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Old 28th Jun 2022, 13:51
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At the moment, the average charge per passenger at Heathrow is £30.19, and the CAA has said this will fall to £26.31 by 2026. However, Heathrow wanted to increase it to £41.95.

The CAA said the reduction in the charge "reflects expected increases in passenger numbers as the recovery from the pandemic continues and the higher level of the price cap in 2022, which was put in place in 2021 to reflect the challenges from the pandemic at the time".

In December 2021, Heathrow was given permission to raise the passenger charge from £19.60 to £30.19 for this summer.
Heathrow chief executive John Holland-Kaye said the regulator "continues to underestimate what it takes to deliver a good passenger service, both in terms of the level of investment and operating costs required and the fair incentive needed for private investors to finance it".

"Uncorrected, these elements of the CAA's proposal will only result in passengers getting a worse experience at Heathrow as investment in service dries up," he said.
BBC - Heathrow told to reduce passenger charge



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Old 29th Jun 2022, 04:10
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How did the CAA come to this conclusion that with so many inflationary pressures and manpower constraints, that LHR should face a 10% cut? Itís a £700M shortfall.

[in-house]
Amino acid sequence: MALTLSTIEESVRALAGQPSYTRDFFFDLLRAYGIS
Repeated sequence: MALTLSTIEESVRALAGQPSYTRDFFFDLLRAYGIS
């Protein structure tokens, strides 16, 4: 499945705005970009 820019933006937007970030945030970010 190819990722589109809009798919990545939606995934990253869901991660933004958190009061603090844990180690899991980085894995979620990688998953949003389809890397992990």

The people working at the bottom are going to be the ones to suffer?
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Old 29th Jun 2022, 05:42
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Originally Posted by Dannyboy39
How did the CAA come to this conclusion that with so many inflationary pressures and manpower constraints, that LHR should face a 10% cut? Itís a £700M shortfall.
Maybe because they got a 50% increase last December? Even after the reduction, the 2026 figure is 35% higher than 2021
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Old 29th Jun 2022, 11:03
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Heathrow chief executive John Holland-Kaye said the regulator "continues to underestimate what it takes to deliver a good passenger service, both in terms of the level of investment and operating costs required and the fair incentive needed for private investors to finance it".